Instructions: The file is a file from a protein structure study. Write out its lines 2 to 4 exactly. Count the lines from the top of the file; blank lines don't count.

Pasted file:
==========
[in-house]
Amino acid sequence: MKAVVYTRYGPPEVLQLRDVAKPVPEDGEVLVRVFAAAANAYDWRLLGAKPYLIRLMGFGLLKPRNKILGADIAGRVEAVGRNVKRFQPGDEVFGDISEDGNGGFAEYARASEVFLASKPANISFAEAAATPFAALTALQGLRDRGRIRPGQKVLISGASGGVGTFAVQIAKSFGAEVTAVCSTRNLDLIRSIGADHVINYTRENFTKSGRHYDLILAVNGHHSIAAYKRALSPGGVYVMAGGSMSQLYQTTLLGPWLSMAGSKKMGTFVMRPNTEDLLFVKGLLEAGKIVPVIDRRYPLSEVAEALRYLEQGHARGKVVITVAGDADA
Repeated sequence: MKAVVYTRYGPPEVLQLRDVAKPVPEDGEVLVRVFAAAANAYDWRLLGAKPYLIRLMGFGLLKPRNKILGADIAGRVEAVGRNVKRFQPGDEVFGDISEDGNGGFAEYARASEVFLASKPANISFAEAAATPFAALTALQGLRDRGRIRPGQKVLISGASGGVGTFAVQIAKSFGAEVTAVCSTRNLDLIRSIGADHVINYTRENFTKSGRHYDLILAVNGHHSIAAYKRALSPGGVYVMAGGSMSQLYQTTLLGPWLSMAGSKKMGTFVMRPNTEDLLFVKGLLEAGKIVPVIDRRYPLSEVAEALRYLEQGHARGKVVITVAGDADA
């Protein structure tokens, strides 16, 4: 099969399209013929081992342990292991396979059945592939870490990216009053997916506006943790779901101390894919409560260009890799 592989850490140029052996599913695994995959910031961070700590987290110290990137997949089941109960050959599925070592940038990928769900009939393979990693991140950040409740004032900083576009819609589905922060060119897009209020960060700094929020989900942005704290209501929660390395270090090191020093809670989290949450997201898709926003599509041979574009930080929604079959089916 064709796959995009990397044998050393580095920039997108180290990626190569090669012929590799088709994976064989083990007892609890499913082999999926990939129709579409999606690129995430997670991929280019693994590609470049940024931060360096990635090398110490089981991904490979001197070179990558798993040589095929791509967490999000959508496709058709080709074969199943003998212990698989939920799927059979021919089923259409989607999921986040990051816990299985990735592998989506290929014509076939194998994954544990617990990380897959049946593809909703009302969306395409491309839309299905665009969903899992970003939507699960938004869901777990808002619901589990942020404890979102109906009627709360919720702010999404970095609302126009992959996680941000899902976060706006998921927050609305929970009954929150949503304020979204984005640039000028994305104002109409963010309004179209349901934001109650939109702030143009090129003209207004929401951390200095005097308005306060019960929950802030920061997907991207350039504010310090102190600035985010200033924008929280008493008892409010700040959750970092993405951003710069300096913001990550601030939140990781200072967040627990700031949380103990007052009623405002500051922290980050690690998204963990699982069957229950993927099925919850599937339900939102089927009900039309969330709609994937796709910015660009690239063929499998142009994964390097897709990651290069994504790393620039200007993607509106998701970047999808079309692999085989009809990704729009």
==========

Amino acid sequence: MKAVVYTRYGPPEVLQLRDVAKPVPEDGEVLVRVFAAAANAYDWRLLGAKPYLIRLMGFGLLKPRNKILGADIAGRVEAVGRNVKRFQPGDEVFGDISEDGNGGFAEYARASEVFLASKPANISFAEAAATPFAALTALQGLRDRGRIRPGQKVLISGASGGVGTFAVQIAKSFGAEVTAVCSTRNLDLIRSIGADHVINYTRENFTKSGRHYDLILAVNGHHSIAAYKRALSPGGVYVMAGGSMSQLYQTTLLGPWLSMAGSKKMGTFVMRPNTEDLLFVKGLLEAGKIVPVIDRRYPLSEVAEALRYLEQGHARGKVVITVAGDADA
Repeated sequence: MKAVVYTRYGPPEVLQLRDVAKPVPEDGEVLVRVFAAAANAYDWRLLGAKPYLIRLMGFGLLKPRNKILGADIAGRVEAVGRNVKRFQPGDEVFGDISEDGNGGFAEYARASEVFLASKPANISFAEAAATPFAALTALQGLRDRGRIRPGQKVLISGASGGVGTFAVQIAKSFGAEVTAVCSTRNLDLIRSIGADHVINYTRENFTKSGRHYDLILAVNGHHSIAAYKRALSPGGVYVMAGGSMSQLYQTTLLGPWLSMAGSKKMGTFVMRPNTEDLLFVKGLLEAGKIVPVIDRRYPLSEVAEALRYLEQGHARGKVVITVAGDADA
């Protein structure tokens, strides 16, 4: 099969399209013929081992342990292991396979059945592939870490990216009053997916506006943790779901101390894919409560260009890799 592989850490140029052996599913695994995959910031961070700590987290110290990137997949089941109960050959599925070592940038990928769900009939393979990693991140950040409740004032900083576009819609589905922060060119897009209020960060700094929020989900942005704290209501929660390395270090090191020093809670989290949450997201898709926003599509041979574009930080929604079959089916 064709796959995009990397044998050393580095920039997108180290990626190569090669012929590799088709994976064989083990007892609890499913082999999926990939129709579409999606690129995430997670991929280019693994590609470049940024931060360096990635090398110490089981991904490979001197070179990558798993040589095929791509967490999000959508496709058709080709074969199943003998212990698989939920799927059979021919089923259409989607999921986040990051816990299985990735592998989506290929014509076939194998994954544990617990990380897959049946593809909703009302969306395409491309839309299905665009969903899992970003939507699960938004869901777990808002619901589990942020404890979102109906009627709360919720702010999404970095609302126009992959996680941000899902976060706006998921927050609305929970009954929150949503304020979204984005640039000028994305104002109409963010309004179209349901934001109650939109702030143009090129003209207004929401951390200095005097308005306060019960929950802030920061997907991207350039504010310090102190600035985010200033924008929280008493008892409010700040959750970092993405951003710069300096913001990550601030939140990781200072967040627990700031949380103990007052009623405002500051922290980050690690998204963990699982069957229950993927099925919850599937339900939102089927009900039309969330709609994937796709910015660009690239063929499998142009994964390097897709990651290069994504790393620039200007993607509106998701970047999808079309692999085989009809990704729009």